Sarah McKenzie, Without You Review
Sarah McKenzie’s Without You – A Brazilian Jazz Odyssey
by Sylvannia Garutch
Sarah McKenzie’s sixth album, Without You, is an enjoyable and vibrant project based on her profound love for Brazilian music and culture. This project, steeped in Brazilian jazz, showcases McKenzie’s versatility as a pianist and composer and as a singer who navigates the complexities of this genre with grace and innovation. The album blends Antonio Carlos Jobim’s masterpieces, McKenzie’s original compositions, and a selection of other pieces, all executed with her unique, inventive touch.
McKenzie’s ensemble in Without You includes Peter Erskine on drums, Geoff Gascoyne on bass, Rogerio Boccato on percussion, and Bob Sheppard on flute and sax. This assembly of talents brings a dynamic energy to the album, harmonizing beautifully with McKenzie’s artistic vision.
While Without You features nine tracks from the Jobim canon, it transcends the typical tribute album. McKenzie’s interaction with Brazilian legends like Romero Lubambo and Jacques Morelenbaum, the original cellist with Antonio Carlos Jobim, adds historical depth and authenticity to the project. This collaboration, particularly evident in the trio format of “Corcovado (Quiet Nights),” highlights McKenzie’s deep connection to the spirit and legacy of Jobim.
McKenzie’s vocal elegance shines through in tracks like “Corcovado,” where her clear, expressive voice melds seamlessly with Morelenbaum’s cello, creating an enchanting soundscape. Her original compositions, such as “The Voice of Rio” and “Mean What You Say,” showcase her songwriting skills and her ability to capture the essence of Brazilian music.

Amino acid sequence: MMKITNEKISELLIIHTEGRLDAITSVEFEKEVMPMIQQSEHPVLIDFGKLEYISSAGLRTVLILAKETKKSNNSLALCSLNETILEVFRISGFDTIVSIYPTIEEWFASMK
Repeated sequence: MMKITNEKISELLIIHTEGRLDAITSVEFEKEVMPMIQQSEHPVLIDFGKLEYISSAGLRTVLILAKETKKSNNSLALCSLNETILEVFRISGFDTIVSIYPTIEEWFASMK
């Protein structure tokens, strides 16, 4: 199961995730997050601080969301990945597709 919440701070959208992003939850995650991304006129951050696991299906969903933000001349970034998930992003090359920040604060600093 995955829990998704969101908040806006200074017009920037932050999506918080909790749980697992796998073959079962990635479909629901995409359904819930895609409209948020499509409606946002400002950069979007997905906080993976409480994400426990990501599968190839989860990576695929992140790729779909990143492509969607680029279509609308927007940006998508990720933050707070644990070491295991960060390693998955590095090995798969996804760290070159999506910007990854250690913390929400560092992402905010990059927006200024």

The album’s arrangement is a highlight, with tracks like “Dindi,” “Bonita,” and “Fotografia” featuring Morelenbaum’s arrangements that blend perfectly with McKenzie’s style. Her original “Quoi, Quoi, Quoi” introduces a playful melody, showcasing her and Sheppard’s skillful improvisation.
Particularly noteworthy is McKenzie’s lyrical addition to Romero Lubambo’s “Without You,” a ballad about lost love, which stands as the album’s title song. The emotional depth in her lyrics, combined with Sheppard’s flute and Rogerio’s percussion, adds layers of color and sentiment.
Her rendition of “The Girl From Ipanema” is a bold reimagining of a classic, offering a fresh perspective to a globally recognized tune. Similarly, “Chega De Saudade (No More Blues)” is presented with a unique twist, blending Portuguese and English lyrics, which adds to its appeal.
Jacques Morelenbaum’s cello work brings a lyrical richness to the album, complementing McKenzie’s vocal and pianistic endeavors. Bob Sheppard’s choice of flute over saxophone in several tracks adds a delicate texture to the ensemble. The percussionists, Erskine and Boccato, and Gascoyne’s bass, provide a solid foundation that enhances the album’s overall sound.
McKenzie’s album Without You is a journey through her personal and musical connections to Brazilian jazz. Her interpretations provide fresh perspectives on compositions, many of which have been relegated to the past. The album, with its outstanding playing and thematic depth, is a respite from the stress-inducing cacophony of modern life, inviting listeners to a world of calm stability and musical serenity.
In sum, Without You is Sarah McKenzie’s soulful ode to Brazilian jazz, and is a must-listen for jazz enthusiasts and anyone seeking a musical escape into the rich and vibrant world of Brazilian rhythms and melodies.